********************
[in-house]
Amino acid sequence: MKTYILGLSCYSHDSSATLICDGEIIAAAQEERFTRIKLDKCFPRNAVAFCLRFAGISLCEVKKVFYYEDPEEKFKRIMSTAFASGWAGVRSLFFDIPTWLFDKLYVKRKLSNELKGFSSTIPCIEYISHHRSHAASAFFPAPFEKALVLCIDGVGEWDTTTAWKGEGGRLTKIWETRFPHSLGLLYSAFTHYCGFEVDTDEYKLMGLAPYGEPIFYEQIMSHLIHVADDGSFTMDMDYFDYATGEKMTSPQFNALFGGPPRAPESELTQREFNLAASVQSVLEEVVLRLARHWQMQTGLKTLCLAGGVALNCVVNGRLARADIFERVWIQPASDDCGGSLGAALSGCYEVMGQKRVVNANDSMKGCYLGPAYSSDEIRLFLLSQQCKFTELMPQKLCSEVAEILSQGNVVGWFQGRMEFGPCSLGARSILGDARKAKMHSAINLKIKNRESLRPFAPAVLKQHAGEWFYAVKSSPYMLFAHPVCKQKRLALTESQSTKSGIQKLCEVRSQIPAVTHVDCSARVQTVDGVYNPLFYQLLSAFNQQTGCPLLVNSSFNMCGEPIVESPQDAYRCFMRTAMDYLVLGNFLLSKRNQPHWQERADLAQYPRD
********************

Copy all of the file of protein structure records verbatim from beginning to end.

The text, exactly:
[in-house]
Amino acid sequence: MKTYILGLSCYSHDSSATLICDGEIIAAAQEERFTRIKLDKCFPRNAVAFCLRFAGISLCEVKKVFYYEDPEEKFKRIMSTAFASGWAGVRSLFFDIPTWLFDKLYVKRKLSNELKGFSSTIPCIEYISHHRSHAASAFFPAPFEKALVLCIDGVGEWDTTTAWKGEGGRLTKIWETRFPHSLGLLYSAFTHYCGFEVDTDEYKLMGLAPYGEPIFYEQIMSHLIHVADDGSFTMDMDYFDYATGEKMTSPQFNALFGGPPRAPESELTQREFNLAASVQSVLEEVVLRLARHWQMQTGLKTLCLAGGVALNCVVNGRLARADIFERVWIQPASDDCGGSLGAALSGCYEVMGQKRVVNANDSMKGCYLGPAYSSDEIRLFLLSQQCKFTELMPQKLCSEVAEILSQGNVVGWFQGRMEFGPCSLGARSILGDARKAKMHSAINLKIKNRESLRPFAPAVLKQHAGEWFYAVKSSPYMLFAHPVCKQKRLALTESQSTKSGIQKLCEVRSQIPAVTHVDCSARVQTVDGVYNPLFYQLLSAFNQQTGCPLLVNSSFNMCGEPIVESPQDAYRCFMRTAMDYLVLGNFLLSKRNQPHWQERADLAQYPRD